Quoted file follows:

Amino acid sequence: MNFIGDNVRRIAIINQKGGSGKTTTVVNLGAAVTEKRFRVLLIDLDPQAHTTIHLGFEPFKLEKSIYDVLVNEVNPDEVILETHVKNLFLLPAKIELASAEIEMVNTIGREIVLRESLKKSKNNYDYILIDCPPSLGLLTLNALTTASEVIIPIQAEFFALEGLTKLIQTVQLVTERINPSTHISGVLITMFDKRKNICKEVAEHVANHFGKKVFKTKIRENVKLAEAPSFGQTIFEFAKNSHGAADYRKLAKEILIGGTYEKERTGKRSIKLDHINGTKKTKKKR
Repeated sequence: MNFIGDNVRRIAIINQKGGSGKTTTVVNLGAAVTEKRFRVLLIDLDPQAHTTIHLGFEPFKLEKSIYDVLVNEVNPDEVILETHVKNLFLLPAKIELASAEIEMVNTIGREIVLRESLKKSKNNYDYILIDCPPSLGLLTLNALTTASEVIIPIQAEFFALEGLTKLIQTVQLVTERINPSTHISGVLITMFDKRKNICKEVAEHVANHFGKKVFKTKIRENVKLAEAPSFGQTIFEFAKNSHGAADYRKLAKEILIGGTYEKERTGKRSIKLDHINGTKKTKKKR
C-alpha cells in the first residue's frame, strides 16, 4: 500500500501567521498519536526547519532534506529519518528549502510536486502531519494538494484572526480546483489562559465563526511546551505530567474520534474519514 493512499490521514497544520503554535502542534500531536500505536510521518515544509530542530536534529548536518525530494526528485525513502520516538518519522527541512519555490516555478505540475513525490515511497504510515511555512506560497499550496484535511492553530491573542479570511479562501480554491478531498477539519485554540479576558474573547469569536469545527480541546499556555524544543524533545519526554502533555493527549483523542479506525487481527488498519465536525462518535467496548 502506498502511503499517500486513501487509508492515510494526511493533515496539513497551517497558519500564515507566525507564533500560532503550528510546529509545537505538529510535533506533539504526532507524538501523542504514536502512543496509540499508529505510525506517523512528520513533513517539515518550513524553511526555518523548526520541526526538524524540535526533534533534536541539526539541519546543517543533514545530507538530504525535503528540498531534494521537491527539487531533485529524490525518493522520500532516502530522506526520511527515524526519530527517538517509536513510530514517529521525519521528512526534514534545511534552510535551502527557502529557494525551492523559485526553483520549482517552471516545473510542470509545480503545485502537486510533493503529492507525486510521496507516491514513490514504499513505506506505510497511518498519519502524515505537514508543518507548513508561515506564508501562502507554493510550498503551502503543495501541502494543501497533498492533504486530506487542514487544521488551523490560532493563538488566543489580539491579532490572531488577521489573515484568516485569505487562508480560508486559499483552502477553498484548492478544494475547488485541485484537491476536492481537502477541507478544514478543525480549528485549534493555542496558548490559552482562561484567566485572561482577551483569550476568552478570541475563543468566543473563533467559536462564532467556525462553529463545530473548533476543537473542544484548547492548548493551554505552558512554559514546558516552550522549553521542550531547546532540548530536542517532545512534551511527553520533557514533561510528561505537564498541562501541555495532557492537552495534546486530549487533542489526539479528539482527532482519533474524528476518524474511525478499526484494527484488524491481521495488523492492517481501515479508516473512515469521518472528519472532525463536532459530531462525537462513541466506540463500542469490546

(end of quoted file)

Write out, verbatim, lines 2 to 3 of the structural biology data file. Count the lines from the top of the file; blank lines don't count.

Repeated sequence: MNFIGDNVRRIAIINQKGGSGKTTTVVNLGAAVTEKRFRVLLIDLDPQAHTTIHLGFEPFKLEKSIYDVLVNEVNPDEVILETHVKNLFLLPAKIELASAEIEMVNTIGREIVLRESLKKSKNNYDYILIDCPPSLGLLTLNALTTASEVIIPIQAEFFALEGLTKLIQTVQLVTERINPSTHISGVLITMFDKRKNICKEVAEHVANHFGKKVFKTKIRENVKLAEAPSFGQTIFEFAKNSHGAADYRKLAKEILIGGTYEKERTGKRSIKLDHINGTKKTKKKR
C-alpha cells in the first residue's frame, strides 16, 4: 500500500501567521498519536526547519532534506529519518528549502510536486502531519494538494484572526480546483489562559465563526511546551505530567474520534474519514 493512499490521514497544520503554535502542534500531536500505536510521518515544509530542530536534529548536518525530494526528485525513502520516538518519522527541512519555490516555478505540475513525490515511497504510515511555512506560497499550496484535511492553530491573542479570511479562501480554491478531498477539519485554540479576558474573547469569536469545527480541546499556555524544543524533545519526554502533555493527549483523542479506525487481527488498519465536525462518535467496548 502506498502511503499517500486513501487509508492515510494526511493533515496539513497551517497558519500564515507566525507564533500560532503550528510546529509545537505538529510535533506533539504526532507524538501523542504514536502512543496509540499508529505510525506517523512528520513533513517539515518550513524553511526555518523548526520541526526538524524540535526533534533534536541539526539541519546543517543533514545530507538530504525535503528540498531534494521537491527539487531533485529524490525518493522520500532516502530522506526520511527515524526519530527517538517509536513510530514517529521525519521528512526534514534545511534552510535551502527557502529557494525551492523559485526553483520549482517552471516545473510542470509545480503545485502537486510533493503529492507525486510521496507516491514513490514504499513505506506505510497511518498519519502524515505537514508543518507548513508561515506564508501562502507554493510550498503551502503543495501541502494543501497533498492533504486530506487542514487544521488551523490560532493563538488566543489580539491579532490572531488577521489573515484568516485569505487562508480560508486559499483552502477553498484548492478544494475547488485541485484537491476536492481537502477541507478544514478543525480549528485549534493555542496558548490559552482562561484567566485572561482577551483569550476568552478570541475563543468566543473563533467559536462564532467556525462553529463545530473548533476543537473542544484548547492548548493551554505552558512554559514546558516552550522549553521542550531547546532540548530536542517532545512534551511527553520533557514533561510528561505537564498541562501541555495532557492537552495534546486530549487533542489526539479528539482527532482519533474524528476518524474511525478499526484494527484488524491481521495488523492492517481501515479508516473512515469521518472528519472532525463536532459530531462525537462513541466506540463500542469490546